Many are more likely to have lower income and be of minority race and ethnicity, who have higher rates of chronic diseases that make them more likely to have severe disease. They have a lower life expectancy, including the largest life expectancy gap in the country in my Chicago hometown.

They are more likely to be uninsured or to have public insurance like Medicaid. Hospitals that they can go to are more restricted and more likely to be overwhelmed with large numbers of early cases. If a vaccine was developed some — particularly those in prisons or detention centers — may be less likely to receive it, as they are less likely to get vaccines like the flu shot.

I am not advocating that social distancing is wrong. In fact, it is essential. Much like the idea that if everyone who can get vaccines gets them, it protects individuals who cannot get vaccines, called herd immunity, social distancing will slow the spread. It is our civic duty to do it. 

But, we should take additional steps to protect the vulnerable. Institutions—particularly those at places where residents or patients cannot leave—most need remote work measures that allow non-essential workers who are able to practice social distancing to do so. This reduces resident exposure.

In health care settings, this step may also preserve staffing for individuals who may not currently be working to take care of patients but could do so in the setting of a shortage of staffing. They also need plans for essential workers who may face child-care difficulties, if their usual plans for childcare are closed, and paid sick leave with job security for sick employees to stay home.

Public health officials, researchers, and policymakers need to think about populations at greatest risk for disparities and how to protect them. They must track carefully how the virus is impacting groups with restricted mobility in particular. They should support policies to ensure early access to testing and care for these groups, including vaccination and antiviral medications, if available. And, they should think long term about how to reduce the number of people living in restricted settings.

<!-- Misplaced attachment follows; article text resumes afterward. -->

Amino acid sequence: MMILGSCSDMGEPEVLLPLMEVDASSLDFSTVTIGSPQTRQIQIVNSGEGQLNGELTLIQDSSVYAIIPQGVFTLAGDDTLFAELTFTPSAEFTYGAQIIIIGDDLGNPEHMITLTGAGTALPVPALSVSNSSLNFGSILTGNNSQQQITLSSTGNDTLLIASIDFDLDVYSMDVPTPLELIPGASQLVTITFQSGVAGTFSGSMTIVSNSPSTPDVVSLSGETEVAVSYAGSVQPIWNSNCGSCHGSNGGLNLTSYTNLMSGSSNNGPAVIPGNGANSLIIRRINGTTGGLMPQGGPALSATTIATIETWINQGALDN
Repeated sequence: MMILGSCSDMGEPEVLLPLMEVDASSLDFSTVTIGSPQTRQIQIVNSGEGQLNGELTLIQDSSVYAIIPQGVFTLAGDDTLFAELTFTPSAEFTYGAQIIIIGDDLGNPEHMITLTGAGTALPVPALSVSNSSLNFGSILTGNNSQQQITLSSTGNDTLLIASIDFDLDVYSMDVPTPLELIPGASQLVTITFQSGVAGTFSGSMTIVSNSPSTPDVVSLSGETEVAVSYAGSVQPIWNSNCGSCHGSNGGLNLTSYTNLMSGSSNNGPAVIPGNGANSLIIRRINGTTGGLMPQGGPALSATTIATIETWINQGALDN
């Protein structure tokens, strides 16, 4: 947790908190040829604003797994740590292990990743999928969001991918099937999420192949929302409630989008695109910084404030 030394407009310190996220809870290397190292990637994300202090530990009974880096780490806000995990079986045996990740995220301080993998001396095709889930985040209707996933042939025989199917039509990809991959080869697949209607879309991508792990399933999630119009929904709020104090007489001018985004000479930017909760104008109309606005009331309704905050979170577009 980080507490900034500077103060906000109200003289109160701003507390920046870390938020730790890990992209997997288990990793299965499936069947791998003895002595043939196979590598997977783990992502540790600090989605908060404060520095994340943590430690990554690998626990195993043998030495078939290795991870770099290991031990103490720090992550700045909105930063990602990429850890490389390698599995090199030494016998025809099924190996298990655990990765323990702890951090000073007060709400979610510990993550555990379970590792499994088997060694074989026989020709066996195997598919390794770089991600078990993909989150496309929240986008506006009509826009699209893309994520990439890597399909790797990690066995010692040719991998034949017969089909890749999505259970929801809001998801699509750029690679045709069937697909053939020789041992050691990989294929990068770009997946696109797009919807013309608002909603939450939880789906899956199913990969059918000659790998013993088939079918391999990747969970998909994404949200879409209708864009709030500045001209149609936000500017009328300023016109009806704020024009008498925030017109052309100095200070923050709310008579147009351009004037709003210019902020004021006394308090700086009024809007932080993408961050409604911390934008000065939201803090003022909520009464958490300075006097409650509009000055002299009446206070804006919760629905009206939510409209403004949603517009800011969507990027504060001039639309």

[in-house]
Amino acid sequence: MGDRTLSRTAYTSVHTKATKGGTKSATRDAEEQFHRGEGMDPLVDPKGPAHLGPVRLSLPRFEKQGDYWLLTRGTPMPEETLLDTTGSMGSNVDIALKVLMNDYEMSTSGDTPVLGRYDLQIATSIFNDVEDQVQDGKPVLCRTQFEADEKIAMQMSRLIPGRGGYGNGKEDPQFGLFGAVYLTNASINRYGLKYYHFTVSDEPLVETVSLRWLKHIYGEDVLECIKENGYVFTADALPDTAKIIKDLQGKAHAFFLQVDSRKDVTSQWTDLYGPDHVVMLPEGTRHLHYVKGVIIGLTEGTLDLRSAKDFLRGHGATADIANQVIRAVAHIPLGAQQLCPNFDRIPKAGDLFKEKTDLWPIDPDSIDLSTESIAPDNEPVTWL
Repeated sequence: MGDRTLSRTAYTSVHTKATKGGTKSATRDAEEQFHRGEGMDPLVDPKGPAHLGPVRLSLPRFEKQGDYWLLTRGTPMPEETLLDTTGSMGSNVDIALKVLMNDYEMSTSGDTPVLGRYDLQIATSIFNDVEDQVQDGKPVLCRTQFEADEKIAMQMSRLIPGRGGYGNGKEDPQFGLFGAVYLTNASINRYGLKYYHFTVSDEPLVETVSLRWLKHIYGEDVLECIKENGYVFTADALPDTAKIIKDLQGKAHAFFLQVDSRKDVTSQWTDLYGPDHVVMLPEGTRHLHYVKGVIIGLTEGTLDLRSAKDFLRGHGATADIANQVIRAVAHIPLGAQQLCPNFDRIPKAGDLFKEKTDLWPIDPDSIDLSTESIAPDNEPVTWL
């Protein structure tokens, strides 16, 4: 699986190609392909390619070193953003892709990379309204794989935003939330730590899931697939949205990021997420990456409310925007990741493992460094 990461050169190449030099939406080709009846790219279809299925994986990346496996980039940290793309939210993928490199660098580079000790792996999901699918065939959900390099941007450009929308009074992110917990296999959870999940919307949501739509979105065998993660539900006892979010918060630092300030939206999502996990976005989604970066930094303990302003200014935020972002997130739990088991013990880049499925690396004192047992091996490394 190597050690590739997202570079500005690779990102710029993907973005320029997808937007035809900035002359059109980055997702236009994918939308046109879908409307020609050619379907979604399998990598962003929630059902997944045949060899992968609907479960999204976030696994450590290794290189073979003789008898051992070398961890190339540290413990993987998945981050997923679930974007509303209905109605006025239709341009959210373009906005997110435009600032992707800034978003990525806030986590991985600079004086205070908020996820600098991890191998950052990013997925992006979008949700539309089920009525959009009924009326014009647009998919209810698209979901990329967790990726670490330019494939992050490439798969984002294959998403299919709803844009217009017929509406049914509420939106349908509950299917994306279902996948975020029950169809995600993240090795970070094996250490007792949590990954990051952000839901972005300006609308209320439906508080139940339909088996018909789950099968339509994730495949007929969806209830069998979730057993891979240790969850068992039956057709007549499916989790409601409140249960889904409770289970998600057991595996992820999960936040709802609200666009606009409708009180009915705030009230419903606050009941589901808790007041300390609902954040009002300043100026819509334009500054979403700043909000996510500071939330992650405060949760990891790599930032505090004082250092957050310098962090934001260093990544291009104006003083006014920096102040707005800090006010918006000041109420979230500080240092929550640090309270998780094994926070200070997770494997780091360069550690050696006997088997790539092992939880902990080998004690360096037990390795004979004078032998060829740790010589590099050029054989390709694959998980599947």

They must also think about policies with an eye towards their risk of discrimination or hardship for vulnerable groups. Proactive programs for ensuring access to food and local shelter/daycare options for students who rely on schools to do this and emergency programs for sick leave for parents are examples of such programs that promote equity.

Undoubtedly, there will still be some unequal impact. For example, some schools will have resources to continue education online, while city or rural areas where students already have lower educational opportunities, have fewer resources and will be unable to do so. Tracking this information will help us learn if some students were negatively impacted and in planning to avoid similar situations in the future.

Like others, my son’s school is closed indefinitely. Our local library and park district canceled activities. We are socially distancing. We are privileged to be able to help #flattenthecurve. But, as a scientist who studies disparities, a lawyer who teaches public health law, and an ethicist involved in disaster planning, including addressing resource shortages, I worry about those who are not able to socially distance and not by choice. It is our duty to protect them too. 

Erin Paquette is a pediatric critical care doctor, lawyer and ethicist, and assistant professor of Pediatrics at Northwestern University’s Feinberg School of Medicine. She is a Pediatric Critical Care and Trauma Scientist Development Program Scholar and co-chair of the Health Equity Task Force at Lurie Children’s Hospital.